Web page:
Salomon to Pay $290 Million in Securities Fraud
In one of the largest Wall Street fraud settlements ever, Salomon Bros., the venerable investment house, will pay $290 million stemming from charges that former employees tried to corner the market in Treasury securities, federal officials announced Wednesday.
The punishment, which also bars Salomon from selling Treasury securities to customers for two months, stopped short of the ultimate government sanction of dropping Salomon from the small group of primary dealers.
This inner-circle of dealers engages in the more than $2.2-trillion-a-year business of buying Treasury securities and selling them to institutions and the public. The federal government issues Treasury securities on a regular basis to finance the budget deficit, that part of government operations not financed by tax revenues.
The financial penalties are among the biggest ever levied by the Securities and Exchange Commission, exceeded only by the $600-million payment by junk bond king Michael Milken, and the $650-million settlement with Milken’s former firm, Drexel Burnham Lambert.
The $290-million punishment includes $100 million for a fund to pay investors who can prove they lost money because of Salomon’s misconduct between August, 1989, and May, 1991.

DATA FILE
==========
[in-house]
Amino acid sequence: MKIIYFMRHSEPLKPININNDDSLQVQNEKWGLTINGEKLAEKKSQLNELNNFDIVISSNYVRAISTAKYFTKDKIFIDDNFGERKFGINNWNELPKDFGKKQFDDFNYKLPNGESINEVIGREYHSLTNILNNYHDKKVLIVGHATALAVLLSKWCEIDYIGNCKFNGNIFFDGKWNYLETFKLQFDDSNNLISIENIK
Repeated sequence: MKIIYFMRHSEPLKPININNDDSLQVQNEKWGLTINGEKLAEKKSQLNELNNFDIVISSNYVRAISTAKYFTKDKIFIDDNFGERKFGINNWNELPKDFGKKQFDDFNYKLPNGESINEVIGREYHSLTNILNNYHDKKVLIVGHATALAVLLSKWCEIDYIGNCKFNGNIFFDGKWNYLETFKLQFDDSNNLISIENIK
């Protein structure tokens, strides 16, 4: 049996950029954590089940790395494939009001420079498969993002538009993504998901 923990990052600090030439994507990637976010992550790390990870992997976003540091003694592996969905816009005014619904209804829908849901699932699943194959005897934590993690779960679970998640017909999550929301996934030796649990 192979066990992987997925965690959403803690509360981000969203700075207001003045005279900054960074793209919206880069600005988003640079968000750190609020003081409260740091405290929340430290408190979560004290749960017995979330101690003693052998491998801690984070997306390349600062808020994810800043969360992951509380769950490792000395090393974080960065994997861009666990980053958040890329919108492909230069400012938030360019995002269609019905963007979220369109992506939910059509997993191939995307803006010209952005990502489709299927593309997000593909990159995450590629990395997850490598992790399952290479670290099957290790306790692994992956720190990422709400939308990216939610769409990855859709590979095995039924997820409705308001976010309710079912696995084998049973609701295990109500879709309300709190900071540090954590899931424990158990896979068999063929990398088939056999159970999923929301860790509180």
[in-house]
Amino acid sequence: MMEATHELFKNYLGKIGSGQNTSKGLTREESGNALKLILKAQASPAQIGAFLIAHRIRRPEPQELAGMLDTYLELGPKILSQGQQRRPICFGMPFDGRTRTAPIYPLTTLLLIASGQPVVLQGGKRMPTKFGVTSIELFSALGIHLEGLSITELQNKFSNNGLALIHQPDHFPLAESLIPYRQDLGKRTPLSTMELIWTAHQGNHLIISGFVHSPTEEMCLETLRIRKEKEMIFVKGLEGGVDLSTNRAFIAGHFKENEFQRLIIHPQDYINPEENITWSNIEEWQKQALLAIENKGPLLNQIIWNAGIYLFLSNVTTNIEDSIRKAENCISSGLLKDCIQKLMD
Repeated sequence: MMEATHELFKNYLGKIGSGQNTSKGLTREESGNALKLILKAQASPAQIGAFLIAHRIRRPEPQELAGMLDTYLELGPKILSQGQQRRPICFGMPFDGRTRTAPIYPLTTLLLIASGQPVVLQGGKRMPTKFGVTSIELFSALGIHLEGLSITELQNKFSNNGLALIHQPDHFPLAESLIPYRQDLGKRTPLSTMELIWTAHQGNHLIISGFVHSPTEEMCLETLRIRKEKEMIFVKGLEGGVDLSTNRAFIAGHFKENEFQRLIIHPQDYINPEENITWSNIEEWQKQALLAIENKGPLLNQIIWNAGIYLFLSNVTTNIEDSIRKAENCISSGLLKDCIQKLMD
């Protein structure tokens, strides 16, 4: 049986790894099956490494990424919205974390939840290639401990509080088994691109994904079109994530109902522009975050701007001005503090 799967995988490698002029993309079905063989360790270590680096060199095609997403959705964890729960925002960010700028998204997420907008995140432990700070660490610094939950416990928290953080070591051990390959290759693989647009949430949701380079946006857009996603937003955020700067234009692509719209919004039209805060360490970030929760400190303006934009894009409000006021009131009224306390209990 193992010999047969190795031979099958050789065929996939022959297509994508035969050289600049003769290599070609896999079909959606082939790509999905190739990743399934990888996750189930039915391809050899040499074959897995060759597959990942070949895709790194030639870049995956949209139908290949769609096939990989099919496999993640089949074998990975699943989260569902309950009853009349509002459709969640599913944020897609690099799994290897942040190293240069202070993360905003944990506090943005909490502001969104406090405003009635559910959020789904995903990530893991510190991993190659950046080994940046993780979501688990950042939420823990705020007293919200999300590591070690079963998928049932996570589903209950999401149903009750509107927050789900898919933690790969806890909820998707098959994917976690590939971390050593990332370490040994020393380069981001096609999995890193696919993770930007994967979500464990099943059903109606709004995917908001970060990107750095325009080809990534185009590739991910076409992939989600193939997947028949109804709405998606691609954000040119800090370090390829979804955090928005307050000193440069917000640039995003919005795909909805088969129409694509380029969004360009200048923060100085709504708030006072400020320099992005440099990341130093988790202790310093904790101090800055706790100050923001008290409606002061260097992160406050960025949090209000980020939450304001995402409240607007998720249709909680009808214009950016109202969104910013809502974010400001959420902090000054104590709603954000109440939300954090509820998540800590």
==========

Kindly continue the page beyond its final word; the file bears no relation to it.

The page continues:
The payments and the temporary ban imposed on Salomon are “adequate to deal with the harm done and large enough to hurt,” U.S. Atty. Otto Obermaier said in New York, explaining why he declined to seek criminal indictments against the firm. “We concluded that $290 million was enough to say ‘Ouch.’ ” However, individuals are still under investigation by the Justice Department.
Salomon “has already suffered significant loss of revenue and departures of employees,” and criminal penalties “could result negatively on the company’s innocent employees and shareholders,” Obermaier said. Wednesday’s settlement covers both Salomon Bros., the investment banking and trading firm, and the parent Salomon Inc.
Salomon’s punishment, “although painful, should be fully absorbable by the firm,” SEC Chairman Richard C. Breeden told a news conference. Salomon has $2 billion in capital and had already set aside a reserve of $200 million for this case, he noted. The company will now add $90 million more to the special reserve.
Barring Salomon Bros. from dealing in Treasury securities could have spelled financial doom for the New York firm. The end of the investigation gave a healthy boost to the stock of Salomon Inc., which closed Wednesday at $33.50, up $2.875 a share.
Interim Chairman Warren E. Buffett, a major investor who agreed to run Salomon after the scandal erupted last summer, issued a succinct statement that summed up the feelings of relief: “All’s well that ends.”
Because Salomon fired the employees involved and cooperated fully with the investigation, the company has been restored to its position as “a normal member of the securities markets,” Breeden said.
Stock market analysts said the conclusion of the case was good news for Salomon Bros.
“The $290 million in penalties was more than we were expecting, but the settlement puts all the problems behind,” said Philip M. Zahn, an analyst with Duff & Phelps, a Chicago firm. “The big questions were size of the fine, whether there would be criminal charges and whether Salomon would retain its primary dealership with the Fed. Salomon can move forward and rebuild the parts of the firm that have been really hurt: investment banking and equity underwriting.”